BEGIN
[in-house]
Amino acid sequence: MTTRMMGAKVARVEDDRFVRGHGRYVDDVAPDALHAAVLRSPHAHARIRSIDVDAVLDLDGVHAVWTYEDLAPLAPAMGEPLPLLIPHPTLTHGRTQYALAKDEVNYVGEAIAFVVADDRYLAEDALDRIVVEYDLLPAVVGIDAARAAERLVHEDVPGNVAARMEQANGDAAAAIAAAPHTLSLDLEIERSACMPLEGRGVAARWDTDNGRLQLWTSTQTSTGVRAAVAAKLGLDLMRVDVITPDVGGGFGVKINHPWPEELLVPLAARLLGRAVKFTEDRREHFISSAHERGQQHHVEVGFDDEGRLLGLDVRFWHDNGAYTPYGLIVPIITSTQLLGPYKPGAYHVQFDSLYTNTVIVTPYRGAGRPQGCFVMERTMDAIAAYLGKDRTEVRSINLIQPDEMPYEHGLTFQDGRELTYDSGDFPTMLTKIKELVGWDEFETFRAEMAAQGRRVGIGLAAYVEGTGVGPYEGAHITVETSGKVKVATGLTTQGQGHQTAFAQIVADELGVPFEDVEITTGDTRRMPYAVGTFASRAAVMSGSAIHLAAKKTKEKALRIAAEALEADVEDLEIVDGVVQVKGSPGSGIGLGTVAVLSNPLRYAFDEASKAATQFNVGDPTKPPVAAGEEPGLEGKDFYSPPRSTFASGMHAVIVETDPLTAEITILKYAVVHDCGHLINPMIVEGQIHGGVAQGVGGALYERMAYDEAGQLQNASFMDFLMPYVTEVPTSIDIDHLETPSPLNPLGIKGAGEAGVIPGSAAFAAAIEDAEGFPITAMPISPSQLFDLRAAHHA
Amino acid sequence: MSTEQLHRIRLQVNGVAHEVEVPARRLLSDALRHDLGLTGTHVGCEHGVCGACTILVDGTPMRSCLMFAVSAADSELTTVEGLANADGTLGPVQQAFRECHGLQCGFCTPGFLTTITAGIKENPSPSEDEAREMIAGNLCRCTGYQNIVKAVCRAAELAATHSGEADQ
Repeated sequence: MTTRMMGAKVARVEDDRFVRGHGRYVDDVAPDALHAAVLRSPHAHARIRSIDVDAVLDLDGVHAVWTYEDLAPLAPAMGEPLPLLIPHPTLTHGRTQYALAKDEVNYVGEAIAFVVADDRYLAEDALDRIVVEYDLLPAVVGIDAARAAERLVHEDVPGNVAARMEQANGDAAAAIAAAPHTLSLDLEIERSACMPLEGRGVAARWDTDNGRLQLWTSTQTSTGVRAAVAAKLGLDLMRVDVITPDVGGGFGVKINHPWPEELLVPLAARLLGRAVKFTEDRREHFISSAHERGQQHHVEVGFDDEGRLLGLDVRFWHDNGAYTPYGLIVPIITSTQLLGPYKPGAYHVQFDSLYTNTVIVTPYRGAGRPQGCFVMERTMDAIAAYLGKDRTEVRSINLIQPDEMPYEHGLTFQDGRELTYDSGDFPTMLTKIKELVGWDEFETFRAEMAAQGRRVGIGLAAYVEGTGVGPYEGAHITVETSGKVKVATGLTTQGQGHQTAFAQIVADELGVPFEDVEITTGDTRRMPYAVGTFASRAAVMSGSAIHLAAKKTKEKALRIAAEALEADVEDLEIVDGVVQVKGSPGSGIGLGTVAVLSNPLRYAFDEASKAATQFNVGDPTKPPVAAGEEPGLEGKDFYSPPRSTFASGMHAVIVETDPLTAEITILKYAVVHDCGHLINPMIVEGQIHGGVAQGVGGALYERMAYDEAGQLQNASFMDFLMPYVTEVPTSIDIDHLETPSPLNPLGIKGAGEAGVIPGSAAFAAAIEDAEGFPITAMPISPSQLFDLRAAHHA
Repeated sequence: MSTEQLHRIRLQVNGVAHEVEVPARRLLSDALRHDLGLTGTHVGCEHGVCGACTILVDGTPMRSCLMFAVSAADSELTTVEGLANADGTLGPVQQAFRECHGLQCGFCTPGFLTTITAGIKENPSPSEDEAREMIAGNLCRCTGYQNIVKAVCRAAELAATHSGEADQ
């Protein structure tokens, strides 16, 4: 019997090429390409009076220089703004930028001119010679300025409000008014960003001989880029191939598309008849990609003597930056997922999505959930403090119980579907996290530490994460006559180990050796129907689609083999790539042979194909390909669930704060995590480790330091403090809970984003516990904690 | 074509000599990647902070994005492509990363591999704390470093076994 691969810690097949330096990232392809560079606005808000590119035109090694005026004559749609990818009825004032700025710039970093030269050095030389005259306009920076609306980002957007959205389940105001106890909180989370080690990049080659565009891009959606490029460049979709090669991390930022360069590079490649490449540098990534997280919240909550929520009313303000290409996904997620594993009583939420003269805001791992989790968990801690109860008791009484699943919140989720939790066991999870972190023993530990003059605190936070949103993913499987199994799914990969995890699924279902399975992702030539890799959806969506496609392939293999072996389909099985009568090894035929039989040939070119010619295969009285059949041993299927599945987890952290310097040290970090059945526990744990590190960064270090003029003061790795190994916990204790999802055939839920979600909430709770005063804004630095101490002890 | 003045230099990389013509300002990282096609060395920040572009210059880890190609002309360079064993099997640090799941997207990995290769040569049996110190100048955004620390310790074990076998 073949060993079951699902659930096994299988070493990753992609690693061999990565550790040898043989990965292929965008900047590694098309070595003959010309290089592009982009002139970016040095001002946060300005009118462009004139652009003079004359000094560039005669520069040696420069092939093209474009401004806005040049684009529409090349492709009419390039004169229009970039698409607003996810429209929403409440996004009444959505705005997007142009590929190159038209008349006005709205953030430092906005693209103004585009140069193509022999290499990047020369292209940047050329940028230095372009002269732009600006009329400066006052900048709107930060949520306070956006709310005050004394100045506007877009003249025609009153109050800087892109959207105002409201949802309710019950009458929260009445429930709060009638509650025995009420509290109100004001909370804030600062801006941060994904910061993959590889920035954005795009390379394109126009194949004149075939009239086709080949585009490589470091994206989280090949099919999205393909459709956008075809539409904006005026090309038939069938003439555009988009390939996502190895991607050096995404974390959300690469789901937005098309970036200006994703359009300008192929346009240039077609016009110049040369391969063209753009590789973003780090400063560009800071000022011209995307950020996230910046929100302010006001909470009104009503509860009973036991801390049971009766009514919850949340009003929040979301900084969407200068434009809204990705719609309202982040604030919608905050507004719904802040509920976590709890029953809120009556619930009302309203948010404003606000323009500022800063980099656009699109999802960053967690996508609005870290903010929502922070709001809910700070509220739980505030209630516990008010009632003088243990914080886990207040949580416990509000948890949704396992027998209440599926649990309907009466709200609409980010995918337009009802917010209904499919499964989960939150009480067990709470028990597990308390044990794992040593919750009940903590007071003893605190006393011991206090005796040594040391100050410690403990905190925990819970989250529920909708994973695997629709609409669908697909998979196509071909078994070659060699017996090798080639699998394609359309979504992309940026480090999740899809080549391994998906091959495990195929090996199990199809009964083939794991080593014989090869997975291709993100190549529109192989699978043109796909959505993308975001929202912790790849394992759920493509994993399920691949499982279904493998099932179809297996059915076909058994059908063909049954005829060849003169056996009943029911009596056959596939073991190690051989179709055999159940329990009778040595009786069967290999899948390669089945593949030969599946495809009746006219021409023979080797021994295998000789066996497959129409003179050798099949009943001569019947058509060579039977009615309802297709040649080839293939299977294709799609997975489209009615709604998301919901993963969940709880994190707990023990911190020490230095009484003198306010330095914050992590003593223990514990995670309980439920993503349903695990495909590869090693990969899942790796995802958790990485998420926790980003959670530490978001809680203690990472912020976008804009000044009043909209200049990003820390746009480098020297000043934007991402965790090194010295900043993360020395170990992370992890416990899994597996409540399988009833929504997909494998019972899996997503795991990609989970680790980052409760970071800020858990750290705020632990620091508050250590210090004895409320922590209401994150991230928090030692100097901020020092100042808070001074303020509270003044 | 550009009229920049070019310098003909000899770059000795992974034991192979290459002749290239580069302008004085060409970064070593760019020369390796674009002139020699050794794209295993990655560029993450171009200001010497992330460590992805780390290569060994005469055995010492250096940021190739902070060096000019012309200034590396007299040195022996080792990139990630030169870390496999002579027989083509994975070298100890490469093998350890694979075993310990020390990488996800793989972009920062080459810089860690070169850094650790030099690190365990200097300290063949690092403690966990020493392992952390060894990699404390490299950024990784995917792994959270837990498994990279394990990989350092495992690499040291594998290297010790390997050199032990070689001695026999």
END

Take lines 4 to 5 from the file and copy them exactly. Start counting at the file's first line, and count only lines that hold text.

Repeated sequence: MTTRMMGAKVARVEDDRFVRGHGRYVDDVAPDALHAAVLRSPHAHARIRSIDVDAVLDLDGVHAVWTYEDLAPLAPAMGEPLPLLIPHPTLTHGRTQYALAKDEVNYVGEAIAFVVADDRYLAEDALDRIVVEYDLLPAVVGIDAARAAERLVHEDVPGNVAARMEQANGDAAAAIAAAPHTLSLDLEIERSACMPLEGRGVAARWDTDNGRLQLWTSTQTSTGVRAAVAAKLGLDLMRVDVITPDVGGGFGVKINHPWPEELLVPLAARLLGRAVKFTEDRREHFISSAHERGQQHHVEVGFDDEGRLLGLDVRFWHDNGAYTPYGLIVPIITSTQLLGPYKPGAYHVQFDSLYTNTVIVTPYRGAGRPQGCFVMERTMDAIAAYLGKDRTEVRSINLIQPDEMPYEHGLTFQDGRELTYDSGDFPTMLTKIKELVGWDEFETFRAEMAAQGRRVGIGLAAYVEGTGVGPYEGAHITVETSGKVKVATGLTTQGQGHQTAFAQIVADELGVPFEDVEITTGDTRRMPYAVGTFASRAAVMSGSAIHLAAKKTKEKALRIAAEALEADVEDLEIVDGVVQVKGSPGSGIGLGTVAVLSNPLRYAFDEASKAATQFNVGDPTKPPVAAGEEPGLEGKDFYSPPRSTFASGMHAVIVETDPLTAEITILKYAVVHDCGHLINPMIVEGQIHGGVAQGVGGALYERMAYDEAGQLQNASFMDFLMPYVTEVPTSIDIDHLETPSPLNPLGIKGAGEAGVIPGSAAFAAAIEDAEGFPITAMPISPSQLFDLRAAHHA
Repeated sequence: MSTEQLHRIRLQVNGVAHEVEVPARRLLSDALRHDLGLTGTHVGCEHGVCGACTILVDGTPMRSCLMFAVSAADSELTTVEGLANADGTLGPVQQAFRECHGLQCGFCTPGFLTTITAGIKENPSPSEDEAREMIAGNLCRCTGYQNIVKAVCRAAELAATHSGEADQ